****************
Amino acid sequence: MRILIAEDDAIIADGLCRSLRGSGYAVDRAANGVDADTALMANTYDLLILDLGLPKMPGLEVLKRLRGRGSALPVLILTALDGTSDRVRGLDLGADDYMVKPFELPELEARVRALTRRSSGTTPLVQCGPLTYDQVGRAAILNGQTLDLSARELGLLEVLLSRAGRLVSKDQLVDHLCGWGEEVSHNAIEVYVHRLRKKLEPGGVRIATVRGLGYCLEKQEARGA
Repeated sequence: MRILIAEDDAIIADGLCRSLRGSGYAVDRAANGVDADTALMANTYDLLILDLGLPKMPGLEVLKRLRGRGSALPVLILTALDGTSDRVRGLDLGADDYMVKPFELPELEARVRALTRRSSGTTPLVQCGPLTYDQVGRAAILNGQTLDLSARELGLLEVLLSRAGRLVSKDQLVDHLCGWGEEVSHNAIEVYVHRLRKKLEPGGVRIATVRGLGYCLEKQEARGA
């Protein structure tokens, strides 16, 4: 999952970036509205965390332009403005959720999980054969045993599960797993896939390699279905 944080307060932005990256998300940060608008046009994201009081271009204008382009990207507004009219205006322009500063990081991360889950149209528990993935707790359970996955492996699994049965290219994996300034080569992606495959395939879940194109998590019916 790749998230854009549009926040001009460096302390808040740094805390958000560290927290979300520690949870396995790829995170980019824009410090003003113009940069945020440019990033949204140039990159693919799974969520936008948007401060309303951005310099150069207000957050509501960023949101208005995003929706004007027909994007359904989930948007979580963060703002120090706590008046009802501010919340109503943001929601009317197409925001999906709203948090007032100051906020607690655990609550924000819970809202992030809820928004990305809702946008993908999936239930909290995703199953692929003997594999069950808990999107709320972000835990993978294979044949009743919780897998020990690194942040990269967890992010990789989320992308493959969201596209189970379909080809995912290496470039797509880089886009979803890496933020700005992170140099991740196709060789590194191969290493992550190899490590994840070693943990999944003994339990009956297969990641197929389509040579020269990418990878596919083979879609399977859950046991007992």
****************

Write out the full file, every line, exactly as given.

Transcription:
Amino acid sequence: MRILIAEDDAIIADGLCRSLRGSGYAVDRAANGVDADTALMANTYDLLILDLGLPKMPGLEVLKRLRGRGSALPVLILTALDGTSDRVRGLDLGADDYMVKPFELPELEARVRALTRRSSGTTPLVQCGPLTYDQVGRAAILNGQTLDLSARELGLLEVLLSRAGRLVSKDQLVDHLCGWGEEVSHNAIEVYVHRLRKKLEPGGVRIATVRGLGYCLEKQEARGA
Repeated sequence: MRILIAEDDAIIADGLCRSLRGSGYAVDRAANGVDADTALMANTYDLLILDLGLPKMPGLEVLKRLRGRGSALPVLILTALDGTSDRVRGLDLGADDYMVKPFELPELEARVRALTRRSSGTTPLVQCGPLTYDQVGRAAILNGQTLDLSARELGLLEVLLSRAGRLVSKDQLVDHLCGWGEEVSHNAIEVYVHRLRKKLEPGGVRIATVRGLGYCLEKQEARGA
């Protein structure tokens, strides 16, 4: 999952970036509205965390332009403005959720999980054969045993599960797993896939390699279905 944080307060932005990256998300940060608008046009994201009081271009204008382009990207507004009219205006322009500063990081991360889950149209528990993935707790359970996955492996699994049965290219994996300034080569992606495959395939879940194109998590019916 790749998230854009549009926040001009460096302390808040740094805390958000560290927290979300520690949870396995790829995170980019824009410090003003113009940069945020440019990033949204140039990159693919799974969520936008948007401060309303951005310099150069207000957050509501960023949101208005995003929706004007027909994007359904989930948007979580963060703002120090706590008046009802501010919340109503943001929601009317197409925001999906709203948090007032100051906020607690655990609550924000819970809202992030809820928004990305809702946008993908999936239930909290995703199953692929003997594999069950808990999107709320972000835990993978294979044949009743919780897998020990690194942040990269967890992010990789989320992308493959969201596209189970379909080809995912290496470039797509880089886009979803890496933020700005992170140099991740196709060789590194191969290493992550190899490590994840070693943990999944003994339990009956297969990641197929389509040579020269990418990878596919083979879609399977859950046991007992």